By Matt Westby
If it hadn’t been for an unreasonably early flight time, I probably wouldn’t have packed my trainers for a friend’s wedding on the Greek island of Santorini.
Shoes for the ceremony and flip flops for all other times would have been ample, yet the prospect of prancing around Gatwick Airport’s park and ride on a cold autumn’s morning in open footwear held little appeal, so on went the Asics.
It was the best decision I made all year.
I saw why as soon as we landed: a huge mound of rock rising up out of the sea like a shark’s fin. Profitis Ilias, the highest of Santorini’s two peaks, is far from a bastion of the mountaineering world, but on an island where a spot of snorkelling was my best hope of adventure, it was a ticket out of the realm of a beach holiday and back into the hills. A challenge soaring out of an abyss of relaxation.
I waited a few days before taking Profitis Ilias on, allowing the inevitable dissatisfaction of sitting around a pool and spending way too much money in beach-side bars to well up.
My brother, Nick, and close friend Craig decided they too wanted a break from their basking, so we set off carrying nothing more than a bottle of water each and one point-and-shoot camera between us.
There’s an old monastery at the summit and a road leading up to it, but it wasn’t clear if you could ascend the opposite, steeper side, either on a trail or otherwise. Finding out was part of the attraction.
Sure enough, there was a way, which reared up sharply for the first 150m of the ascent to Profitis Ilias’ 565m-high summit and passed a rock climbing wall that served as reassurance that the beach holiday had been left behind, if only for an afternoon.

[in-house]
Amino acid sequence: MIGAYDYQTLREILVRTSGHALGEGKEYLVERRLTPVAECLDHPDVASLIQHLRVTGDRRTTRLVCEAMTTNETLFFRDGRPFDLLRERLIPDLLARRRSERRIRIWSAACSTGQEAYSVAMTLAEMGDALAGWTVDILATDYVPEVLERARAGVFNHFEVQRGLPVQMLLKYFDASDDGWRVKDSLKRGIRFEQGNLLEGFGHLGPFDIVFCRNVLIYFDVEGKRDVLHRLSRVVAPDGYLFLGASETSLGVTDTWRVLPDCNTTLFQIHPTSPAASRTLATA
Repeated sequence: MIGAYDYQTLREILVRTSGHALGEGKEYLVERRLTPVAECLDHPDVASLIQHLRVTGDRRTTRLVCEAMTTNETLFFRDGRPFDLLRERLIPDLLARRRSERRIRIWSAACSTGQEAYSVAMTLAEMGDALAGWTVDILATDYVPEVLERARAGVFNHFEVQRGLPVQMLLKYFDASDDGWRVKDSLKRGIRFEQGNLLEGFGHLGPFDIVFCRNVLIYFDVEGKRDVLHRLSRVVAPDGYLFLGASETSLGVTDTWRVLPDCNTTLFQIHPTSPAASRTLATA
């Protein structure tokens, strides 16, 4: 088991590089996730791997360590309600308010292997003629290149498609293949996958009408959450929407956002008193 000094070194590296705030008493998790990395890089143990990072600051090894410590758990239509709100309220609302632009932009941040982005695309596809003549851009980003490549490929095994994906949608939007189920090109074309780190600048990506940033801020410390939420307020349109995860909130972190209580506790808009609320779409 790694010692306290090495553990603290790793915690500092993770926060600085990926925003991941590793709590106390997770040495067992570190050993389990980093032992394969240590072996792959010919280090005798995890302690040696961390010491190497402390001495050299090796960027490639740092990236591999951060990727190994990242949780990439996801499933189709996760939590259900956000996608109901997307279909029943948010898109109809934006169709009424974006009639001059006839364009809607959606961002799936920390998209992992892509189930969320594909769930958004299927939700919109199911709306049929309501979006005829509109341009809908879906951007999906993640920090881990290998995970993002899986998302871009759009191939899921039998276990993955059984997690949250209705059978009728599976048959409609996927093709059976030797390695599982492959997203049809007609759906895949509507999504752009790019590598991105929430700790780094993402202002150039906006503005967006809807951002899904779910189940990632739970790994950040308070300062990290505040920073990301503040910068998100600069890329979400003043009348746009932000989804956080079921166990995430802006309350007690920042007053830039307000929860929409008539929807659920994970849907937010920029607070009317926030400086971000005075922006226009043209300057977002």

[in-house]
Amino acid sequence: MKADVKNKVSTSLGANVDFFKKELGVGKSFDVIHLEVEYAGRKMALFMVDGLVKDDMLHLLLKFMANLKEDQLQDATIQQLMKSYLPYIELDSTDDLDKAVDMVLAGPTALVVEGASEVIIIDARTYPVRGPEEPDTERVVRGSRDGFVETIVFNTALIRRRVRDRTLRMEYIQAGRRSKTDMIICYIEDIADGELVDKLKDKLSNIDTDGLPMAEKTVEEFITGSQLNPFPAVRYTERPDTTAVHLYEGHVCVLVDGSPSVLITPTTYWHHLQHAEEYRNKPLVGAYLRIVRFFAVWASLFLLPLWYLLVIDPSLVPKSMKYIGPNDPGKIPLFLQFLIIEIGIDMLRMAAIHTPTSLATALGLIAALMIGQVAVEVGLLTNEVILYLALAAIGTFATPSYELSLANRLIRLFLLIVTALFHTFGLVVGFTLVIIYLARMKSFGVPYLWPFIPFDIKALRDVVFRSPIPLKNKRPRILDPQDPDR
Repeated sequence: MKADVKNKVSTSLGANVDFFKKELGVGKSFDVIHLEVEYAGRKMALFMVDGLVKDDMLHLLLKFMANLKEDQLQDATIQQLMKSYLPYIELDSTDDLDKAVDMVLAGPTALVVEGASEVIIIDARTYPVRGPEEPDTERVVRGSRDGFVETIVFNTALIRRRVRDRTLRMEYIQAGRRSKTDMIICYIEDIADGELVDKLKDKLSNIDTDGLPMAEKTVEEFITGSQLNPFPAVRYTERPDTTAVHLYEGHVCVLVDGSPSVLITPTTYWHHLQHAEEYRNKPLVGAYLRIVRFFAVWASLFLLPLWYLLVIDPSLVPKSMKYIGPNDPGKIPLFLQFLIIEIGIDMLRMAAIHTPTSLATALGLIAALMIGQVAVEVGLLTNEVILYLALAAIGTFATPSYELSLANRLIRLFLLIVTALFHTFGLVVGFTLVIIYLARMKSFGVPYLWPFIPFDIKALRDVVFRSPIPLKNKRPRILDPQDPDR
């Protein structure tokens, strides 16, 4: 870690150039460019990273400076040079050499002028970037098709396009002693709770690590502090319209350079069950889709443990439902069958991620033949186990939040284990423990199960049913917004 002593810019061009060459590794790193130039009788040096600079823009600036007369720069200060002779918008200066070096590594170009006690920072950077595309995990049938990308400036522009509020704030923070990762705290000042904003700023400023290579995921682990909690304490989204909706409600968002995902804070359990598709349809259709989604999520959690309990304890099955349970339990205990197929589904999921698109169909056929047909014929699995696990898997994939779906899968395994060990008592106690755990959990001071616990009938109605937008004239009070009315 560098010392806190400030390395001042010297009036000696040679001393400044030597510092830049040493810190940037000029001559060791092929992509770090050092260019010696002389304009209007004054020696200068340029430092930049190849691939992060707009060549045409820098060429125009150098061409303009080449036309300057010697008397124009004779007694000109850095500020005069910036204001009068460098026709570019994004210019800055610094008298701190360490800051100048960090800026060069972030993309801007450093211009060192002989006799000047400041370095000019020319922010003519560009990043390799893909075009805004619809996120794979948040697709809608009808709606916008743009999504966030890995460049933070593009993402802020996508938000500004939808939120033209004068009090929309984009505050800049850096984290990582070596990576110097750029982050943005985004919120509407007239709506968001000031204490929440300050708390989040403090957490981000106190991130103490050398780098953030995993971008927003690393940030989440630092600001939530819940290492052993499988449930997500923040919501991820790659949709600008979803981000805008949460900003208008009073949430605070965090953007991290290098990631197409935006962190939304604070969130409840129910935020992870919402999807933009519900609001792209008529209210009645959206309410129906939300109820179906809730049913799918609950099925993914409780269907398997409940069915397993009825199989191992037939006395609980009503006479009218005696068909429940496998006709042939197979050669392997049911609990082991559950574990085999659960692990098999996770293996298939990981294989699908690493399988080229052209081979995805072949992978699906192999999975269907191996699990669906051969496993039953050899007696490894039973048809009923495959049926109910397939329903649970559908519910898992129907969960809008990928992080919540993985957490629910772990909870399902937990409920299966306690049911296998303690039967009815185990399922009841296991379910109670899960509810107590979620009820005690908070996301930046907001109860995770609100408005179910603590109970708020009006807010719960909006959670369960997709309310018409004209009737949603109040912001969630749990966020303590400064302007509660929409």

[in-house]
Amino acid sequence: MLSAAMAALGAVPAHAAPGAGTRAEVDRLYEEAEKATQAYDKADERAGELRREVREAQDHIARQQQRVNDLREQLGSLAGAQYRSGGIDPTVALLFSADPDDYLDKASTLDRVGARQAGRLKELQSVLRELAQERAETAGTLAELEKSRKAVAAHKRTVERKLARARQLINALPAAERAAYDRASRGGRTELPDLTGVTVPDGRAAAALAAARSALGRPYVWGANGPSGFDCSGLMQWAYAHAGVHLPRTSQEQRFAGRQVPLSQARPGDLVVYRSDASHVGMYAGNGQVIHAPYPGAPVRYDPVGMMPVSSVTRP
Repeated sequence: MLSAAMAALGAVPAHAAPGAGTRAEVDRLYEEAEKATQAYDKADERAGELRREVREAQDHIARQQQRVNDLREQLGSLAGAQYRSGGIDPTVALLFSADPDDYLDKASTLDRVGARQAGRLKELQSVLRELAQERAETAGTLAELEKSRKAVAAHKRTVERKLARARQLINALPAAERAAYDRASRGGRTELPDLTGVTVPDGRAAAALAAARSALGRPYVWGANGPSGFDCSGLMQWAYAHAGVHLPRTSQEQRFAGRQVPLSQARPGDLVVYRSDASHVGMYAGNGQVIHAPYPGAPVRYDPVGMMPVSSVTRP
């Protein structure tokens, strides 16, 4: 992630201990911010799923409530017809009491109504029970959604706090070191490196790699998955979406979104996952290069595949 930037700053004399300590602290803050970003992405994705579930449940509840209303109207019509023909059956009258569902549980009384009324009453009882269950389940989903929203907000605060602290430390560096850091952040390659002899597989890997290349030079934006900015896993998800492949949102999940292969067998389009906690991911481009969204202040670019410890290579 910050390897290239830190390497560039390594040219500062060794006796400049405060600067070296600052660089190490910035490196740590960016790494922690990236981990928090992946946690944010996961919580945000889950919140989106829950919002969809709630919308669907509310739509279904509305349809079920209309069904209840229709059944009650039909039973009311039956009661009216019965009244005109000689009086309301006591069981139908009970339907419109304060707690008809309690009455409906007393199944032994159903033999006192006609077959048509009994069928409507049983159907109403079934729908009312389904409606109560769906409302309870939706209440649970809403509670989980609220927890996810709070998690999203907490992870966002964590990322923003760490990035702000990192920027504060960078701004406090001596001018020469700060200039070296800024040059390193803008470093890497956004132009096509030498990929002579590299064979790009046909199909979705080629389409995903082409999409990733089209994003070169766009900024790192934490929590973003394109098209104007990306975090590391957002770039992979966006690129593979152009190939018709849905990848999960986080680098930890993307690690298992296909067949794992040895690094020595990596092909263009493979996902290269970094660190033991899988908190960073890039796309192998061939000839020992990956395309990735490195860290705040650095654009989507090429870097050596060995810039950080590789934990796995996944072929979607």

With a 30C heat beating down on our shirtless backs, we slowly rose up above the island, the majesty of its stunning setting becoming more apparent with every step.
Soon we were above the planes circling to land at the airport less than two miles away and the hotel at which Nick and Craig’s wives were sunbathing by the pool became little more than a blip.
The westbound path reached a pass before swinging north up towards the top. It was a rugged trail that ramped up violently, making your calves burn, but injecting fresh life into the slumber of the past few lazy days.
It flattened out for a short time before rearing back up into a series of false summits. Normally, I yearn for these deceptive peaks to be the true top, but here on Profitis Ilias, without altitude, cold or fatigue to burden me, I revelled in the tricks they played and hoped each one would indeed be a fraud.
By now the views were panoramic and unrestricted, Santorini laid out before us, not a single cloud to disrupt the vista.
Towns we had visited the previous day, Thira and Oia, lingered in the distance, feeling just a stone’s throw away and not the two-hour bus ride it had actually taken us. Standing high above it, Santorini suddenly seemed such a small place.
Our water bottles looked worryingly empty as we continued to climb through the unrelenting, blistering heat; a stark contrast to worrying about having too much to drink back down by the pool.
With repeated false summits blocking our view of the top, we had no idea how much further our rocky and uneven path had left to run. But then the monastery appeared, brute and ugly in a place of otherwise unbroken beauty.
We took the final few steps to complete our ascent from sea to summit – the first time I have climbed a mountain in its entirety – and I smiled wryly at the other tourists on top who had got there by car.
Standing on top of Profitis Ilias, we had the best view on the island and a sense of accomplishment and adventure to go with it.
For once, I wasn’t complaining about Easyjet’s 6am flight times.
Profitis Ilias: http://www.travel-to-santorini.com/place.php?place_id=59